Tricky Dickie – ★★★★½
Richard Gere may be best known to some audiences (our mothers) as the leading man from Pretty Woman, Runaway Bride or even back as far as 1982’s An Officer and a Gentleman. However putting aside his, for want of a better word, “romantic” films, it’s worth acknowledging him as a truly terrific dramatic actor as well. If you’re in any doubt, go back and watch American Gigolo, Primal Fear or even the more recent over-looked Brooklyn’s Finest as evidence.
His latest work, and seemingly one of his final roles before under-taking the retirement away from cinema he’s been threatening, sees him blending the leads of Wall Street and his own film Pretty Woman. In Arbitrage he plays Robert Miller, a billionaire on the cover of Forbes magazine heading up a hedge fund trading agency that he is trying to sell. Unfortunately the longer the deal goes on, the more likelihood there is that his dodgy patchwork book-keeping will be exposed, maybe even by his increasingly-suspicious daughter Brooke. To add to his internal conflict is the fact that he’s having an affair with an art dealer while trying to keep up the facade of a marriage to his wife played by Susan Sarandon. Late one night, everything implodes and he’s forced to make some tough moral decisions to try and protect his wealth and reputation, all the while fending off Tim Roth’s NYPD detective.Gere was nominated for a Golden Globe for Arbitrage and in most other years would have received an Oscar nod for his work here if it weren’t for the strong competition from some of Hollywood’s heavyweights. He is a bad man whose moral compass has been knocked irrevocably off course. He doesn’t set out to hurt those around him, but the repercussions of his actions show just how heartless top businessmen can become. And yet, much like in Oliver Stone’s Wall Street films, a big part of you continues to root for him to get out of the mess and quietly retire.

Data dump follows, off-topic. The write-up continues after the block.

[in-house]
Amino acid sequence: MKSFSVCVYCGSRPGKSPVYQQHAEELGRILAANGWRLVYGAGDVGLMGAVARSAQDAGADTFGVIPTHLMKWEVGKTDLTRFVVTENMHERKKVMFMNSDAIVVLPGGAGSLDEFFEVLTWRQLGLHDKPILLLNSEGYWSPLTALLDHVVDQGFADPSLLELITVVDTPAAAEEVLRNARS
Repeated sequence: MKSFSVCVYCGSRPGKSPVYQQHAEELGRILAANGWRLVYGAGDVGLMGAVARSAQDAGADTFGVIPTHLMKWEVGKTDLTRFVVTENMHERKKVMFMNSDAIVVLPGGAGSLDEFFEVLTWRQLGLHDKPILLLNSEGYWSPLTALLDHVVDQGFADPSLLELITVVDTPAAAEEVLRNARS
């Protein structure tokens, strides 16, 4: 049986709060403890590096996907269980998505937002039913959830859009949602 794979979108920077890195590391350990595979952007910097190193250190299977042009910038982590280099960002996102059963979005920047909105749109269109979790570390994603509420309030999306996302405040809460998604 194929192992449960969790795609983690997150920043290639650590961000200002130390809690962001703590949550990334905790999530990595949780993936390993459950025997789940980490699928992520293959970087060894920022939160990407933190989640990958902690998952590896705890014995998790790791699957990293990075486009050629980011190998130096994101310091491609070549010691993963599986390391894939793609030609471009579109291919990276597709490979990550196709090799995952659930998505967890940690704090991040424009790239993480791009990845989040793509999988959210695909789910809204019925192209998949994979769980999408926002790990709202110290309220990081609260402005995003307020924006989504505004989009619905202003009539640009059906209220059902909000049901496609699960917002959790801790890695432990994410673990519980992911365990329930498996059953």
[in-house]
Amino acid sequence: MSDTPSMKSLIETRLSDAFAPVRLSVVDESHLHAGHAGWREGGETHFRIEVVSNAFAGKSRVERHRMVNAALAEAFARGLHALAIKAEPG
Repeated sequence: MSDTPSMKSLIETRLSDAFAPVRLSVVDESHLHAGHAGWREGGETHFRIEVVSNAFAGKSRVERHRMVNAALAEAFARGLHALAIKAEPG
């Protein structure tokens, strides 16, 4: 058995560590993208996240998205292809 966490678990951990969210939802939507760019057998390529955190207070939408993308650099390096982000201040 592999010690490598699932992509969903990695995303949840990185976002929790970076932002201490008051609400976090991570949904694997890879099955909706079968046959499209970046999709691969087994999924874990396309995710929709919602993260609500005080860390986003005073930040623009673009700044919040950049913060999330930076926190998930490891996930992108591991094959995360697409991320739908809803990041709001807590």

Brit Marling impressed with an ethereal presence in Another Earth and The Sound of My Voice and some may find her a little dreamy to be a ruthless up-and-coming hedge fund trader but I’d beg to differ as there’s a steely determination in her eyes throughout, complimented by the world of disappointment that unfurls when the veil of infallibility around her father begins to fall.
The film is the directorial debut of Nicholas Jarecki and his script is a taut and snappy affair, slowly building tension throughout; every time you feel the authorities closing in on Miller, your own stomach tightens up too. Of course whether he could get away with this amount of financial malpractice and fraud is irrelevant here as you’re willing to believe he could in the name of a good thriller and the classic premise of a man on the run.
Jarecki’s two brother have directed two fine documentaries with Andrew being responsible for Capturing the Friedmans and Eugene giving us the 2005 war-exploration Why We Fight. However it is little brother Nicholas who has marked himself out as the stand-out son here. Of course he’s aided by having found the perfect leading man to front the film with Gere giving us a perfect performance of the ruthless man who can’t see the woods for the trees.
USA / Directed By: Nicholas Jarecki / Written By: Nicholas Jarecki / Starring: Richard Gere, Susan Sarandon, Brit Marling, Tim Roth, Nate Parker / 108min / Thriller, Drama / Release: 1 March 2013 (Ireland, UK), 14 September 2012 (USA, Canada)
Latest posts by Nigel (see all)
- Pod 82: Green Book v Beale Street v Driving Miss Daisy (kinda) - January 30, 2019
- Best of 2018: Friends of Spooool - December 21, 2018
- Pod 81: THE BEST FILMS OF 2018 - December 19, 2018
- Pod 80: Raising a glass to Tom Waits, Robert Redford, Sly Stallone and Tessa Thompson - December 13, 2018